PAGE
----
• Example 13
  • A developer was prepared in the same manner as in Example 12 except that 3 parts of the substituted guanidine compound (25) was used in place of the substituted guanidine compound (24), and the obtained developer was similarly subjected to developing, transferring and fixing to obtain images.
  • The results are also shown in Tables 3 and 4.
  • Example 14
  • A developer was prepared in the same manner as in Example 12 except that 2 parts of the substituted guanidine compound (27) was used in place of the substituted guanidine compound (24), and the obtained developer was similarly subjected to developing, transferring and fixing to obtain images.
  • The results are also shown in Tables 3 and 4.
  • Example 15
  • A developer was prepared in the same manner as in Example 12 except that 2 parts of the substituted guanidine compound (28) was used in place of the substituted guanidine compound (24), and the obtained developer was similarly subjected to developing, transferring and fixing to obtain images.
  • The results are also shown in Tables 3 and 4.
    Figure imgb0023
    Figure imgb0024
  • Example 16
  • A developer was prepared in the same manner as in Example 12 except that 2 parts of the substituted guanidine compound (1) was used in place of the substituted guanidine compound (24), and the obtained developer was similarly subjected to developing, transferring and fixing to obtain images.
  • The results are shown in Tables 5 and 6.
  • Example 17
  • A developer was prepared in the same manner as in Example 12 except that 2 parts of the substituted guanidine compound (3) was used in place of the substituted guanidine compound (24), and the obtained developer was similarly subjected to developing, transferring and fixing to obtain images.
  • The results are also shown in Tables 5 and 6.
    Figure imgb0025
  • Example 18
  • The substituted guanidine compound (40) in an amount of 100 g was dissolved or dispersed in 1 liter of methyl ethyl ketone, in which was further added 1 kg of iron powder carrier (particle size: 250 - 400 mesh). The mixture was further stirred for about 30 minutes in a ball mill and the mixture, after removal of the solvent, was dried and crushed to disintegrate a slight agglomeration thereby to obtain a treated iron powder carrier improved in charge-imparting ability.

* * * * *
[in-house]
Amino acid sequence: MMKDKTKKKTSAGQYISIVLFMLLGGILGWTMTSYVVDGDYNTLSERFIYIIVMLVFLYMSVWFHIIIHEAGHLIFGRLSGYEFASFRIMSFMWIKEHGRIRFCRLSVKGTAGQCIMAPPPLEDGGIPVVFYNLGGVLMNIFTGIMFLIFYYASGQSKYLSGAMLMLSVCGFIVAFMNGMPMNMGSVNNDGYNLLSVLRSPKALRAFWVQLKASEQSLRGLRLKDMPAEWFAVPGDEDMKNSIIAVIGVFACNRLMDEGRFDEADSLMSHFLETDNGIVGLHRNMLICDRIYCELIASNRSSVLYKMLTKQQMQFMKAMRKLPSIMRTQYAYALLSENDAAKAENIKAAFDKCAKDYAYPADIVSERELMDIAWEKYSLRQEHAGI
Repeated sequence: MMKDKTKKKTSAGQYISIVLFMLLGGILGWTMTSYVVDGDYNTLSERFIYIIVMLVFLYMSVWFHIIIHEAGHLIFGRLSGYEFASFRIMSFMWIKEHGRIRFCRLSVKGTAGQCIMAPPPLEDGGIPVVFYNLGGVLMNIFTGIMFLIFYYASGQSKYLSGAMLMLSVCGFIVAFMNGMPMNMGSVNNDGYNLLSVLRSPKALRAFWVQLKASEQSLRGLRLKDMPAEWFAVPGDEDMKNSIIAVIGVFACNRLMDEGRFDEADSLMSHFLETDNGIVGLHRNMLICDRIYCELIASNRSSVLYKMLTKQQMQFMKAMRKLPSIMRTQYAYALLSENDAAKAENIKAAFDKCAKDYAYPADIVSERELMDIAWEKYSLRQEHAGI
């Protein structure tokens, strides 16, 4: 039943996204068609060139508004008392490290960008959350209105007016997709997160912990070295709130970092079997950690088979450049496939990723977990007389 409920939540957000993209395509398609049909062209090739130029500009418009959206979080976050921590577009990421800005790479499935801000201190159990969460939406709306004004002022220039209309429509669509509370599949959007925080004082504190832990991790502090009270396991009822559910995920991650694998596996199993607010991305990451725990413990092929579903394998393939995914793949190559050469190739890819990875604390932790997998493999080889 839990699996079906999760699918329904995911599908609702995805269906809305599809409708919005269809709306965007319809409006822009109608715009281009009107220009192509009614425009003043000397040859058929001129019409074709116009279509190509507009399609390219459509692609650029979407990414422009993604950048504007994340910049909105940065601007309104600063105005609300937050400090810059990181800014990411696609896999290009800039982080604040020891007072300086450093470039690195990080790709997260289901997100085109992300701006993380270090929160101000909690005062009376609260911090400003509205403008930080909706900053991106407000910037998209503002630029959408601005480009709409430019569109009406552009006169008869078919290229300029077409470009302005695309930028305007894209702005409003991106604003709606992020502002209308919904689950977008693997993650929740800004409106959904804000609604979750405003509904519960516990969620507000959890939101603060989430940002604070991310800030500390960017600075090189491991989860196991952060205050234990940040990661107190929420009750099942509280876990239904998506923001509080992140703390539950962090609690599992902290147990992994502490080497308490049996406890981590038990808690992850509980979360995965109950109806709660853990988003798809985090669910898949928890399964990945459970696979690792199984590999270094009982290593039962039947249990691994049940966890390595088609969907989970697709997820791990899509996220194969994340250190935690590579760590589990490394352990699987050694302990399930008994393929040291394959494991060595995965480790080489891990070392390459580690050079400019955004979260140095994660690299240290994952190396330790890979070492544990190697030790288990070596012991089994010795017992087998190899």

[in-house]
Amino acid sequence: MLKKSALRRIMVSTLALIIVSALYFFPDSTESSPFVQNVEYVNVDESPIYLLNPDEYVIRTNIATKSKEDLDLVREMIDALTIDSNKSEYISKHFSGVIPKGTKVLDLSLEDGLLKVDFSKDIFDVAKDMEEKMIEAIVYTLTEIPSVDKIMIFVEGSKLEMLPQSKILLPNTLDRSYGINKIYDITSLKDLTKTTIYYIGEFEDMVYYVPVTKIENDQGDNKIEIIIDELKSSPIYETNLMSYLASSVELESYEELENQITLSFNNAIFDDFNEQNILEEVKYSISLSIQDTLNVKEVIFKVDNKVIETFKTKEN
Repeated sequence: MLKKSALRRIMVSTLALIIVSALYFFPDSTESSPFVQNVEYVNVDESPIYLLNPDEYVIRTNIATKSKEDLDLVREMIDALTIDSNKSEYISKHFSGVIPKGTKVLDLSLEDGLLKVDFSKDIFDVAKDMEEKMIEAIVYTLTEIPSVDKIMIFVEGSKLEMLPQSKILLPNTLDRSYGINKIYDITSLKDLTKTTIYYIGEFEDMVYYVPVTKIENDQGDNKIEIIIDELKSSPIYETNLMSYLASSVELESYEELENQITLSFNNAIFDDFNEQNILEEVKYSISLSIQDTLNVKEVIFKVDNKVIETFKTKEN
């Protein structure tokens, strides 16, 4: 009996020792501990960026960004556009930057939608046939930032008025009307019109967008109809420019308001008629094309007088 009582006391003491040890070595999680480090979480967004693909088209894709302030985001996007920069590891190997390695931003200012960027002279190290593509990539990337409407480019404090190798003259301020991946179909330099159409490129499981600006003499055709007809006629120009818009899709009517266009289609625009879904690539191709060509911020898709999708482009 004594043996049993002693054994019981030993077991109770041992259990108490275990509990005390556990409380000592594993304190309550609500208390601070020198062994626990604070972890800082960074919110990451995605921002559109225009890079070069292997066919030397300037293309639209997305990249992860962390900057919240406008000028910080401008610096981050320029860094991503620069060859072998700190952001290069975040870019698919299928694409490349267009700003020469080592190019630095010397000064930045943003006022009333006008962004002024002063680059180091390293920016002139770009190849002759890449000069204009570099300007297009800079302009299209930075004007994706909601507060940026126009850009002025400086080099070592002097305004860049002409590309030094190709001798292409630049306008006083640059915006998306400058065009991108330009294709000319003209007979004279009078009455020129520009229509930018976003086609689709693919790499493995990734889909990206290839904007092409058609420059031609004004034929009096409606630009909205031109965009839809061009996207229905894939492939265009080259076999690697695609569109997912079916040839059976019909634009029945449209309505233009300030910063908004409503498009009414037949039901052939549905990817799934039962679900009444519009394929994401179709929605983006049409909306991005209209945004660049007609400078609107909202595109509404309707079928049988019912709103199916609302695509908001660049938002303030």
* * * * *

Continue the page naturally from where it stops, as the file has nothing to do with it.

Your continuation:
• Separately, 100 parts of a styrene resin (Trade name: D-125, mfd. by Shell Chemical Co.) and 6 parts of carbon black (Trade name: Raven 3500, mfd. by Cabot Co.) were kneaded, crushed and classified to prepare a toner having sizes of 1 - 30 microns. This toner and the above mentioned treated iron powder carrier was mixed in a weight ratio of 10:100. The triboelectric charge of the thus obtained developer was measured by the blow off method to be -11.5 µC/g.
  • The developer was used for imaging by means of a copying machine (NP-5000, mfd. by Canon K.K.). As a result, copied images were obtained with very little variation in image density, good reproducibility of thin line images and good gradation and without fog, even after 50000 sheets of successive copying test.
  • Example 19
  • The procedure of Example 18 was repeated except that the substituted guanidine compound (24) was used in place of the substituted guanidine compound (40) to prepare a developer, and the developer was used in 50,000 sheets of the successive copying test, whereby good results were similarly obtained.
  • The triboelectric charge of the toner in the developer was measured by the flow-off method to be -10.4 µC/g.
  • Example 20
  • In 1 liter of xylene was dissolved 100 g of polymethyl methacrylate resin and further mixed with 50 g of the substituted guanidine compound (41). The solution was fully mixed with 1 kg of iron powder carrie (particle size: 250 - 400 mesh). The mixture, after removal of the solvent, was dried and crushed to distintegrate a slight agglomeration thereby to obtain a treated iron powder carrier improved in charge-imparting ability.
  • The thus treated iron powder carrier in an amount of 100 parts was mixed with 10 parts of the toner used in Example 18 to prepare a developer. The developer was used in 50,000 sheets of the successive copying test, whereby good image density, reproducibility of thin line images and gradation which were substantially the same as those at the initial stages were obtained without accompanying fog.
  • The triboelectric charge of the toner in the developer was measured to be -10.8 µC/g.
  • Example 20
  • The procedure of Example 20 was repeated except that the substituted guanidine compound (28) was used in place of the substituted guanidine compound (41) to prepare a developer, and the developer was used in 50,000 sheets of the successive copying test, whereby good results were similarly obtained.
  • The triboelectric charge of the toner in the developer was measured by the flow-off method to be -9.5 µC/g.